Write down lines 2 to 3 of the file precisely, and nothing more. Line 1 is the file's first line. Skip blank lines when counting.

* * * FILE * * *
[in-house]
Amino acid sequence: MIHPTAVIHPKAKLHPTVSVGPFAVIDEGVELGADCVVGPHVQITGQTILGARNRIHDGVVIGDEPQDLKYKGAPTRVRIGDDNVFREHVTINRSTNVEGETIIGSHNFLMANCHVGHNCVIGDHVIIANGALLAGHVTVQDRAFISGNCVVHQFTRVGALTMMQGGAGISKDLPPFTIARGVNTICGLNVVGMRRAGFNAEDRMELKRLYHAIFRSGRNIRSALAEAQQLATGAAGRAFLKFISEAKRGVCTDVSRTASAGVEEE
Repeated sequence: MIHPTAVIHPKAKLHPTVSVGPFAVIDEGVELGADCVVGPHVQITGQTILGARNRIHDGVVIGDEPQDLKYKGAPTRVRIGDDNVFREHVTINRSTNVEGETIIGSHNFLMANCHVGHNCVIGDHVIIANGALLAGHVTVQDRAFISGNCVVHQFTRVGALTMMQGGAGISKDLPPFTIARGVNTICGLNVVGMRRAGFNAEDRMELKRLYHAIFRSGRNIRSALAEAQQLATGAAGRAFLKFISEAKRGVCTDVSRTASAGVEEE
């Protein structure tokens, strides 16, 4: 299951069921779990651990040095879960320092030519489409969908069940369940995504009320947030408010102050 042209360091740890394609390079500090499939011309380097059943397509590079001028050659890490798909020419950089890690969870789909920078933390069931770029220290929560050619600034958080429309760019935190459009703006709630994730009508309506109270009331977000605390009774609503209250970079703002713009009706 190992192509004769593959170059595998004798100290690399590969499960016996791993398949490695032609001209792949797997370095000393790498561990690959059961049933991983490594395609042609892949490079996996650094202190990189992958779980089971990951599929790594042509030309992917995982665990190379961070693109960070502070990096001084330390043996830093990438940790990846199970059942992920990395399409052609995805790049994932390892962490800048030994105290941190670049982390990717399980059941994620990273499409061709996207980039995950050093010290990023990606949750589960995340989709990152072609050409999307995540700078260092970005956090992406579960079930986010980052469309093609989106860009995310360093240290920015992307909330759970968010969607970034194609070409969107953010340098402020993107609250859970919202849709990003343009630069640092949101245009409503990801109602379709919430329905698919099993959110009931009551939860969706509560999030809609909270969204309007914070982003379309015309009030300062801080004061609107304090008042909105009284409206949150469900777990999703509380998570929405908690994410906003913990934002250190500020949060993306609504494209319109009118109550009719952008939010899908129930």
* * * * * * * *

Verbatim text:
Amino acid sequence: MIHPTAVIHPKAKLHPTVSVGPFAVIDEGVELGADCVVGPHVQITGQTILGARNRIHDGVVIGDEPQDLKYKGAPTRVRIGDDNVFREHVTINRSTNVEGETIIGSHNFLMANCHVGHNCVIGDHVIIANGALLAGHVTVQDRAFISGNCVVHQFTRVGALTMMQGGAGISKDLPPFTIARGVNTICGLNVVGMRRAGFNAEDRMELKRLYHAIFRSGRNIRSALAEAQQLATGAAGRAFLKFISEAKRGVCTDVSRTASAGVEEE
Repeated sequence: MIHPTAVIHPKAKLHPTVSVGPFAVIDEGVELGADCVVGPHVQITGQTILGARNRIHDGVVIGDEPQDLKYKGAPTRVRIGDDNVFREHVTINRSTNVEGETIIGSHNFLMANCHVGHNCVIGDHVIIANGALLAGHVTVQDRAFISGNCVVHQFTRVGALTMMQGGAGISKDLPPFTIARGVNTICGLNVVGMRRAGFNAEDRMELKRLYHAIFRSGRNIRSALAEAQQLATGAAGRAFLKFISEAKRGVCTDVSRTASAGVEEE